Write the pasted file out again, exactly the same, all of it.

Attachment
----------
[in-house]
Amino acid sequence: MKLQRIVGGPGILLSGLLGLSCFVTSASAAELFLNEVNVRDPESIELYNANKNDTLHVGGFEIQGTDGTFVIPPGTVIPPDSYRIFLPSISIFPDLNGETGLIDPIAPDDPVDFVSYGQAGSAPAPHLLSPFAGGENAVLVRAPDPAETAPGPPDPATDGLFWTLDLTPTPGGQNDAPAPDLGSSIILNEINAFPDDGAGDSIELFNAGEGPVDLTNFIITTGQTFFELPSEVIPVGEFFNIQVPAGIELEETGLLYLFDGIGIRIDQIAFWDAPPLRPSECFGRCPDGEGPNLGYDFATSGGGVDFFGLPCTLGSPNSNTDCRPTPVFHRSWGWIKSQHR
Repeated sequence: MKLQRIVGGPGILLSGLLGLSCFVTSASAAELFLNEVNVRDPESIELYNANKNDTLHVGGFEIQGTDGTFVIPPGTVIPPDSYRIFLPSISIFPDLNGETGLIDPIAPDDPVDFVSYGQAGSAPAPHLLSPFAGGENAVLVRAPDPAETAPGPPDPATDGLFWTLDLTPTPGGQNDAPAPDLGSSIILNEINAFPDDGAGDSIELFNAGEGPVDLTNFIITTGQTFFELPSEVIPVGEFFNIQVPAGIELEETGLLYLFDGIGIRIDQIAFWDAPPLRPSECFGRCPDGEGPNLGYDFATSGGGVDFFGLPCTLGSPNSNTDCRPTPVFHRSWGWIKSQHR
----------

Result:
[in-house]
Amino acid sequence: MKLQRIVGGPGILLSGLLGLSCFVTSASAAELFLNEVNVRDPESIELYNANKNDTLHVGGFEIQGTDGTFVIPPGTVIPPDSYRIFLPSISIFPDLNGETGLIDPIAPDDPVDFVSYGQAGSAPAPHLLSPFAGGENAVLVRAPDPAETAPGPPDPATDGLFWTLDLTPTPGGQNDAPAPDLGSSIILNEINAFPDDGAGDSIELFNAGEGPVDLTNFIITTGQTFFELPSEVIPVGEFFNIQVPAGIELEETGLLYLFDGIGIRIDQIAFWDAPPLRPSECFGRCPDGEGPNLGYDFATSGGGVDFFGLPCTLGSPNSNTDCRPTPVFHRSWGWIKSQHR
Repeated sequence: MKLQRIVGGPGILLSGLLGLSCFVTSASAAELFLNEVNVRDPESIELYNANKNDTLHVGGFEIQGTDGTFVIPPGTVIPPDSYRIFLPSISIFPDLNGETGLIDPIAPDDPVDFVSYGQAGSAPAPHLLSPFAGGENAVLVRAPDPAETAPGPPDPATDGLFWTLDLTPTPGGQNDAPAPDLGSSIILNEINAFPDDGAGDSIELFNAGEGPVDLTNFIITTGQTFFELPSEVIPVGEFFNIQVPAGIELEETGLLYLFDGIGIRIDQIAFWDAPPLRPSECFGRCPDGEGPNLGYDFATSGGGVDFFGLPCTLGSPNSNTDCRPTPVFHRSWGWIKSQHR